The Muslim boy who brought a homemade clock to school — and promptly had the cops called on him — is suing his former hometown, saying it violated his civil rights.
Fourteen-year-old Ahmed Mohamed was arrested last September after officials at his suburban Dallas high school called police because the freshman brought a homemade clock to class that allegedly resembled a bomb. Mohamed did not face charges stemming from the incident, but he was suspended from MacArthur High School for three days.
The lawsuit, filed in federal court on behalf of Mohamed and his father, alleges that since arriving in Irving, Texas as a third-grader, Mohamed received biased treatment at the hands of the school district, including being singled out for punishment.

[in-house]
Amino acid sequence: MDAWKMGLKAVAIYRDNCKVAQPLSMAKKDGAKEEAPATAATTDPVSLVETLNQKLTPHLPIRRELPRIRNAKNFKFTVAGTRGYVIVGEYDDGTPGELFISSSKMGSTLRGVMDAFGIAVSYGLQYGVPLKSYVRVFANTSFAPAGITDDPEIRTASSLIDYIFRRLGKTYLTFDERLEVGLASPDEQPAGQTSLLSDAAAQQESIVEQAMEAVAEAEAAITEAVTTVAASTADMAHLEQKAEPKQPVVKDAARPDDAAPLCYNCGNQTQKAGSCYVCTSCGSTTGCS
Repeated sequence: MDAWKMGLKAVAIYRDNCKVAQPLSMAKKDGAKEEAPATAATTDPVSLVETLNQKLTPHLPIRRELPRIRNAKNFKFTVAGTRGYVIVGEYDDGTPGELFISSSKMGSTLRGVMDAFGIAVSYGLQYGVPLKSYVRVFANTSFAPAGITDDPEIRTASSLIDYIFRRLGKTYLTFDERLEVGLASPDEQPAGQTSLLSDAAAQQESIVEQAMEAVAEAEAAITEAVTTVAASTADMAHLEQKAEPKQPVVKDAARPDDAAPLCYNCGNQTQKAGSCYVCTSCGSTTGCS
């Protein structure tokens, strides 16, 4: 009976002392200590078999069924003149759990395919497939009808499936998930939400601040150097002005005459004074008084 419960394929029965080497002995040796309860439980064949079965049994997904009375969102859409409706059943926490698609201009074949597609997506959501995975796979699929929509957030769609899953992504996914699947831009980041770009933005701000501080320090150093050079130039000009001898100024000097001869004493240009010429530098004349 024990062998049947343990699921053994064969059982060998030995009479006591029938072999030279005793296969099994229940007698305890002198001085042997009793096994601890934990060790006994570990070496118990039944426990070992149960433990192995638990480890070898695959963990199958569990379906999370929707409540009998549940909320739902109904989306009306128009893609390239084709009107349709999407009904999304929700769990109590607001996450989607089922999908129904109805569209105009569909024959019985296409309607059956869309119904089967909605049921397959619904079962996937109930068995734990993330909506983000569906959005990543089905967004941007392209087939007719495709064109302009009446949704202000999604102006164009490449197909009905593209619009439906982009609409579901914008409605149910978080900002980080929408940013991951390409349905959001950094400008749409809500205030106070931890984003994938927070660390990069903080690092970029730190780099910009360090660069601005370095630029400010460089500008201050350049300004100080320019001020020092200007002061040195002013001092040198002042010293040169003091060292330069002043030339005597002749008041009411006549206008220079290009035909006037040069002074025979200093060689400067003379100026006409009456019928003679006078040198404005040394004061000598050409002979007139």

The lawsuit names as defendants the Irving Independent School District, MacArthur high school principal Daniel Cummings, and the city of Irving, Texas for violating his constitutional protections against illegal arrest and unequal treatment, as well as discrimination under the Civil Rights Act.
Mohamed's story went viral after his suspension; President Barack Obama invited him to the White House and he met Google's co-founder at a Google hosted technology competition.
Mohamed's family, which is originally from Sudan, moved to Qatar following his suspension. Mohamed returned briefly to Texas over the summer, but told the local CBS affiliate he wouldn't be staying in the U.S. for long. "For the safety of my family, I have to go back to Qatar," he said. "Right now, it's not very safe for anyone that's a minority."